Will there always be a necessity to patent in this area of bioscience? Undoubtedly, but a balance needs to be struck. Necessity may drive invention but when it comes to Mother Nature, who decides? Come to TalkScience on 4 March to voice your opinion.

 

07 February 2014

Visualising Research – let the competition begin

At a workshop held on 24 January at the British Library people from a variety of backgrounds came to hear more about the Visualising Research competition and to be inspired. My previous post explains the background to the competition.

Our interest in data and visualising it is all coming together in Beautiful Science, an exhibition opening on 20 February in the Folio Gallery of the British Library. But this competition gives everyone a chance to visualise research for the public.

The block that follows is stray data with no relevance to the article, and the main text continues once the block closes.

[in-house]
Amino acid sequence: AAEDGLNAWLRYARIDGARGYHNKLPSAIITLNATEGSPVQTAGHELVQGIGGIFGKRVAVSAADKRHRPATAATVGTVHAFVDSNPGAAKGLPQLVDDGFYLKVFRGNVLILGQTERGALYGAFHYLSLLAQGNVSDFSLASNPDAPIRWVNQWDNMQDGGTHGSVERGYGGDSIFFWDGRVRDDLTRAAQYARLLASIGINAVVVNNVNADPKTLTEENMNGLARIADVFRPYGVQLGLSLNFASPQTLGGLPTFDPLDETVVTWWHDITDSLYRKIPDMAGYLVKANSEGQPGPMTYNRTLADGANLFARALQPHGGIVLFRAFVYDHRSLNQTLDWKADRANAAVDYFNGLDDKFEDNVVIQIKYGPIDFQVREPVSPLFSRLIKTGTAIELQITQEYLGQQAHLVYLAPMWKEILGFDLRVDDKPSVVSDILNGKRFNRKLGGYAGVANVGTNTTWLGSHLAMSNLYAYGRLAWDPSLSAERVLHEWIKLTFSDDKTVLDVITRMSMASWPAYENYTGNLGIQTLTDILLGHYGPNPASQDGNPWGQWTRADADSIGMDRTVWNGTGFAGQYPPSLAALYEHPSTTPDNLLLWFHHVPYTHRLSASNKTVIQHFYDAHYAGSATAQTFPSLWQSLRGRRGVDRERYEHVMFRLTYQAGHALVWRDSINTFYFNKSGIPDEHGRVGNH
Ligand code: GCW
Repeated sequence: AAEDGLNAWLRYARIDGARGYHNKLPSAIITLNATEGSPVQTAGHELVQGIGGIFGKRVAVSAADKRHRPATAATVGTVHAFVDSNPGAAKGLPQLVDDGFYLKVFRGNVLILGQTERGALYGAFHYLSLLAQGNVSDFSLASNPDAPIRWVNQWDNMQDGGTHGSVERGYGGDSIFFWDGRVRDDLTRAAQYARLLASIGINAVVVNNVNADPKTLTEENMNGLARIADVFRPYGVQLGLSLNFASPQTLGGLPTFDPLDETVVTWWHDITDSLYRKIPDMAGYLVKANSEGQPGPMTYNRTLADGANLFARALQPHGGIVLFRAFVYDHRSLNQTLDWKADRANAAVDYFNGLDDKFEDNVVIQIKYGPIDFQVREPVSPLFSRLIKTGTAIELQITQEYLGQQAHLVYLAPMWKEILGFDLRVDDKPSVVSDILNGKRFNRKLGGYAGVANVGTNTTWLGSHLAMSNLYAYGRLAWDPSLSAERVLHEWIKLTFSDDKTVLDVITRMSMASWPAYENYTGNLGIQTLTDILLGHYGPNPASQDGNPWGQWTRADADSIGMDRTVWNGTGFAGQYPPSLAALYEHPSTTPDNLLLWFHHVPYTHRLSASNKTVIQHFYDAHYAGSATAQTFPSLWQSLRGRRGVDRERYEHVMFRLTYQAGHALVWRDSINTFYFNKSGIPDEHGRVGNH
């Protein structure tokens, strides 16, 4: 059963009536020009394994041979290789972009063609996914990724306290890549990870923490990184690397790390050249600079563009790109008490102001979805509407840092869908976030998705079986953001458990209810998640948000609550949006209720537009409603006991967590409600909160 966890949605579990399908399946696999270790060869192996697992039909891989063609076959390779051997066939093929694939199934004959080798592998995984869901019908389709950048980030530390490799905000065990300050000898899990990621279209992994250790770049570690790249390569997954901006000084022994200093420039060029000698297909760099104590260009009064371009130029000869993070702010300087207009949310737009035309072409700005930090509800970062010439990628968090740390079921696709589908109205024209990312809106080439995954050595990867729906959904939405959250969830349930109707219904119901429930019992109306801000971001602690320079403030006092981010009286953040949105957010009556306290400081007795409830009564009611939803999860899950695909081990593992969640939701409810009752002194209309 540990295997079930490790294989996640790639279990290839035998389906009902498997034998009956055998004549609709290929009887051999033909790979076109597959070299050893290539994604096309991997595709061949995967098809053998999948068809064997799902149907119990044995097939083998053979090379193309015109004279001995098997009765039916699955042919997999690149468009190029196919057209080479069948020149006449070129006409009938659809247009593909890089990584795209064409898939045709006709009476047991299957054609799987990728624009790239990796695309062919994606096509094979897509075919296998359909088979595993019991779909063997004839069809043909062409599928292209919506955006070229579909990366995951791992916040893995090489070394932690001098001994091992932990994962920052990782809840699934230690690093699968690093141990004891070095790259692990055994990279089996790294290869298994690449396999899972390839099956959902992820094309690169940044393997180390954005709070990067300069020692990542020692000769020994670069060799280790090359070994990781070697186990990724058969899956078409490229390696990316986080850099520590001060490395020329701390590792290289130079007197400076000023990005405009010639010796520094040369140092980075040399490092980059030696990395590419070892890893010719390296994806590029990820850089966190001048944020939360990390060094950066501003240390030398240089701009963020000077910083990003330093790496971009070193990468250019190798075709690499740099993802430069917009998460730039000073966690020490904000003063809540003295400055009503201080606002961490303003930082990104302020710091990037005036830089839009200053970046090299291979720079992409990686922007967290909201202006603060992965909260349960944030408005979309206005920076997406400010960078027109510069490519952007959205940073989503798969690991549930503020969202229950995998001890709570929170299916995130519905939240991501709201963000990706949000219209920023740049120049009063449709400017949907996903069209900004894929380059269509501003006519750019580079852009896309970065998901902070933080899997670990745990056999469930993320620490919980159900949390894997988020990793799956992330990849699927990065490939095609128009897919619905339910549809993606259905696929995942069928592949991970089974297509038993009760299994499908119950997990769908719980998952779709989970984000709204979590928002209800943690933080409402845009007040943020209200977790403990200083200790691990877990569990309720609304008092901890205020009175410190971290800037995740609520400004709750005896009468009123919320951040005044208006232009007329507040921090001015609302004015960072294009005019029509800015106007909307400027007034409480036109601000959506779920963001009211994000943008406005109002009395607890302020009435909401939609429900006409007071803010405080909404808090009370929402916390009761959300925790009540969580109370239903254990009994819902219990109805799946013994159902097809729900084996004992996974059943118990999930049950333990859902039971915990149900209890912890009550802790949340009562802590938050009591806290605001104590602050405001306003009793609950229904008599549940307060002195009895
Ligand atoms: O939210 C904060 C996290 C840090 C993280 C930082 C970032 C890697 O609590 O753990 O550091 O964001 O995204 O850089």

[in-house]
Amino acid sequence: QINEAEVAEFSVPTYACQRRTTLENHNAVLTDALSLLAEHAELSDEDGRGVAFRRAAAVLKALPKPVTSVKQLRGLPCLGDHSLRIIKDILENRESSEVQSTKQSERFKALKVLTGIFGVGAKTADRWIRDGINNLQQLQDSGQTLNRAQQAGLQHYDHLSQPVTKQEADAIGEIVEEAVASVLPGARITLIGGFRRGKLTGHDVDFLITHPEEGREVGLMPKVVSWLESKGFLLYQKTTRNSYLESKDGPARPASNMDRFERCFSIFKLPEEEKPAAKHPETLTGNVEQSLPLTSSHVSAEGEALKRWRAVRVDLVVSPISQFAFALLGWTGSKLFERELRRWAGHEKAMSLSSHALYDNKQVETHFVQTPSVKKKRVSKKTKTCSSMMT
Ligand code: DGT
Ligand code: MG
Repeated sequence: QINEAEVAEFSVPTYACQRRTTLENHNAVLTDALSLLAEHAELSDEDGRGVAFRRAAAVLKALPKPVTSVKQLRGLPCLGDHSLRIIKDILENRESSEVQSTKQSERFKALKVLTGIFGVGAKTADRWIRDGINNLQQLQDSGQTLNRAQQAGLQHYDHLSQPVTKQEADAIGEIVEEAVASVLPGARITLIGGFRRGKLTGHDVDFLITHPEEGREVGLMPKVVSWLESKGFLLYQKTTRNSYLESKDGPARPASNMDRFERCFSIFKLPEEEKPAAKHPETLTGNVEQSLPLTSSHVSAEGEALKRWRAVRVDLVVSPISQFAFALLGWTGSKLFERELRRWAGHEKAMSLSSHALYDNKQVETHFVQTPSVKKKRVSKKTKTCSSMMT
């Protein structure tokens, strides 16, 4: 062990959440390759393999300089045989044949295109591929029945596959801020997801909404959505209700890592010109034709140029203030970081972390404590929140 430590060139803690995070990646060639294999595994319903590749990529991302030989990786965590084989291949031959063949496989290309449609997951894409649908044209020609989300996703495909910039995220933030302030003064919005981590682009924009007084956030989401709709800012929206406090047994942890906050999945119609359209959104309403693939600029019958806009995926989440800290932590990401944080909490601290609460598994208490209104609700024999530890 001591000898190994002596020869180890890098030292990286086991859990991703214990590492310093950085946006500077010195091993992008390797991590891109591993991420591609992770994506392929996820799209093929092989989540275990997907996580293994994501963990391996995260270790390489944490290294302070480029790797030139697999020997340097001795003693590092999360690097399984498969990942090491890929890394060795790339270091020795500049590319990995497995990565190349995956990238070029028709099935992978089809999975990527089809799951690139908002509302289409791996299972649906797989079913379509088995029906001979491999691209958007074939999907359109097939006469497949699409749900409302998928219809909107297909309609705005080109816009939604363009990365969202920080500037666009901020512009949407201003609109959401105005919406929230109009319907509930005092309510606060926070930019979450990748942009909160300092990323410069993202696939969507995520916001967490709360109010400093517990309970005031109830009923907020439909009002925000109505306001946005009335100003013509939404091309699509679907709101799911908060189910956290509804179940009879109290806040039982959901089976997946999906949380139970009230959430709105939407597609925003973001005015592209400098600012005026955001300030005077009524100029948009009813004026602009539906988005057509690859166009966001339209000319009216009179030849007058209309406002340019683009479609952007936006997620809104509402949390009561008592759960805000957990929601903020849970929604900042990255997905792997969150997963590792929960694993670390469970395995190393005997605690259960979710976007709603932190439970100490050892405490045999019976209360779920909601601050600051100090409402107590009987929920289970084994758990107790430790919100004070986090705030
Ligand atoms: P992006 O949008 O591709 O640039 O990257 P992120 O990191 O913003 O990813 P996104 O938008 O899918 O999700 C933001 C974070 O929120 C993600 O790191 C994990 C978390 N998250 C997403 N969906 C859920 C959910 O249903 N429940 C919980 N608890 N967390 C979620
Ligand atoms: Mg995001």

At the workshop we had presentations from the sponsors and organisers, which are available from the competition website. It was useful to hear how the Gateway to Research data (the vital data required for a competition entry to be considered) is both supplied by and used by the Research Councils and informs their decision making by providing a picture of the research funding landscape in the UK.

Richard Jones from Cottage Labs gave us the technical lowdown on the Gateway to Research data and how to get it. Anyone deciding to enter will need a fair degree of technical know-how to get at this data and manipulate it in order to reveal the story they want to tell the public. So we encourage all the designers and artists to find themselves a techie partner for this competition!